Islands, Military Bases/ Facilities, Historic Sites
Restaurants (Mediterranean, Spanish)
Flea/ Street Markets
A former military base turned public park, Governors Island is only a five-minute ferry ride from Manhattan, but it feels worlds (and centuries) away. With idyllic grassy expanses lined by stately historic mansions, a sculpture mini-golf course, and even a hammock grove, this is the perfect place to wile away a lazy summer afternoon--grazing on delicacies from local food trucks, exploring the original fort, or just admiring stellar views of Lady Liberty.
Established in 1854, this tiny bar holds claim to the title of New York's "oldest continually operating saloon," and it maintains a homey, old-timey feel even when populated with drunken revelers. Littered with yellowed photographs, wishbones purportedly left by soldiers going off to war, and even the chair in which Abraham Lincoln enjoyed his share of McSorley’s ale, this is not just bar but living museum. As for drinks, you've got two options, light or dark ale, and since they come in two small glasses, you can try one of each.
Yes, Central Park is lovely, but Prospect Park was designed by the same gents (Olmsted and Vaux), and is said to be truer to the vision they originally had of Central Park. I may be biased (I live only a few blocks away), but I find it amazing that I can be in the heart of Brooklyn and feel like I'm hiking somewhere far out of town.
You're likely to walk right on past this building, taking its plant-festooned entry for another lovely West Village residence, but head down the steps and into a literal hidden gem of a restaurant. The ever popular spot is dim and romantic, with an interior that resembles a Spanish plaza, and food to match the look. Order small plates to share, and sample as much as you can stomach, but be sure to order at least one plate of the brussels sprouts (I guarantee you'll want to add on a second!).
Taking its name from a Paris neighborhood, this bar and performance spot oozes all things hip, international, and artsy. Its French café style features wooden tables, tin ceilings, and bare light bulbs, but the focal point is the entertainment, an array of musicians from the solo French-Algerian pianist to bluegrass groups, all greatly enjoyed whether or not you're under the influence of creative or classic cocktails.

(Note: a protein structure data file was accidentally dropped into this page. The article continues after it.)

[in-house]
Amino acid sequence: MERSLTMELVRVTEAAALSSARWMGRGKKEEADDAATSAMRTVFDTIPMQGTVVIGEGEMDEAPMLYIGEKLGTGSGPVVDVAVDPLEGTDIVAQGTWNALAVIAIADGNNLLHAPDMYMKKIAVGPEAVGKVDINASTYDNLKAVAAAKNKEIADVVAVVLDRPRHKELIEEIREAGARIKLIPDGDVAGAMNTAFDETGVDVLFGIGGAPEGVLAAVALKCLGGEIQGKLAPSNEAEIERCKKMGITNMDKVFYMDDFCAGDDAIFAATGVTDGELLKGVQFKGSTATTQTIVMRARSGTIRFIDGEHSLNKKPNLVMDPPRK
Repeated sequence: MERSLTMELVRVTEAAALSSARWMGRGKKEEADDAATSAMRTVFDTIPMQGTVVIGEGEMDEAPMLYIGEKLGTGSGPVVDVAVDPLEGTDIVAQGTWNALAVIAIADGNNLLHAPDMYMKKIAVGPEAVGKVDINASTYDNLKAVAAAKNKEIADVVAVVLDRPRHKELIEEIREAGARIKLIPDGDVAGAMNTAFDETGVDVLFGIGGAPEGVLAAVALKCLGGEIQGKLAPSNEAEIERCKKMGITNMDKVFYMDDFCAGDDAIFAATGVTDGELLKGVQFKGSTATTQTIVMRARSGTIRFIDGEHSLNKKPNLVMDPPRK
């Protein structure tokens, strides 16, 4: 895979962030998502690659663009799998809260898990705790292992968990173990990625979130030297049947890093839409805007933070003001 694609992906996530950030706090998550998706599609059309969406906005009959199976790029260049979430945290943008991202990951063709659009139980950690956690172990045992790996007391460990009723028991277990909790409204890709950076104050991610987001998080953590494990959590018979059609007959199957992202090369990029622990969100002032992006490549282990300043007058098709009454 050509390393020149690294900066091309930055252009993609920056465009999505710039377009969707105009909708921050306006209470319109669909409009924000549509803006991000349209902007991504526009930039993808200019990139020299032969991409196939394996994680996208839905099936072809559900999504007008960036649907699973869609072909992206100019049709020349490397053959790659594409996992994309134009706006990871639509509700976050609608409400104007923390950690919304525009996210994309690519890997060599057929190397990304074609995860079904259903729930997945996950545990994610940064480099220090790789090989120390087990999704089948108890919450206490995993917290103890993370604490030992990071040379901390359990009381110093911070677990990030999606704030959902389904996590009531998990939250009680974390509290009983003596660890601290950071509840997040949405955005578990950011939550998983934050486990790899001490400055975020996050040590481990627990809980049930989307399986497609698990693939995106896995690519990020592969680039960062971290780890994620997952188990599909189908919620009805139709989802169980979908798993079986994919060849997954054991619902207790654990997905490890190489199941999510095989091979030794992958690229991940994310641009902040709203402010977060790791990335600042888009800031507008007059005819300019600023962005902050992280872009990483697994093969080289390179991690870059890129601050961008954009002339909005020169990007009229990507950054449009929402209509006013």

As a history buff, I can't get enough of this museum. Set smack-dab in the Lower East Side, this old building once really was a tenement, and the organization that now runs it researched actual families who lived here. Guided tours tell you the stories of some of those real people, and show you what the apartments would have looked like when they lived there. It's a great look back at history.
It's not a secret that the Chelsea Market is fabulous. The former factory of household food name Nabisco (makers of Oreos, Graham Crackers, and more), the cavernous brick space has a distinct urban feel, and has stayed true to its roots in food. Now it's home to myriad food stalls, from the beloved Amy's Bread to bewitching Fat Witch brownies, plus an authentic Italian deli, a well-stocked wine vault, and stalls specializing in everything from cheese to nuts to fresh-squeezed juice. I love stopping to watch bread being made or picking up a treat and sitting down to people watch. Don't forget to check out the artwork and Nabisco memorabilia on display throughout too.
I'm a sucker for bookstores, and thankfully New York has no shortage of them, but Housing Works ranks among the very top. Not only can you wander through an incredible, chock-full of books space (think a book wall with rolling ladder, nooks of books, and major discount carts), but you can pick a few and camp out at one of the tables in the cool cafe to peruse. Plus, every dollar you spend in store or cafe goes right back into the nonprofit's mission of helping those with HIV/AIDS.
Whether you're into vintage shopping or looking for hip new local designers, the Brooklyn Flea's got something for you. You'll find everything from funky jewelry to eco-conscious sandals, and you can wash it all down with local eats from some of the city's most popular food vendors.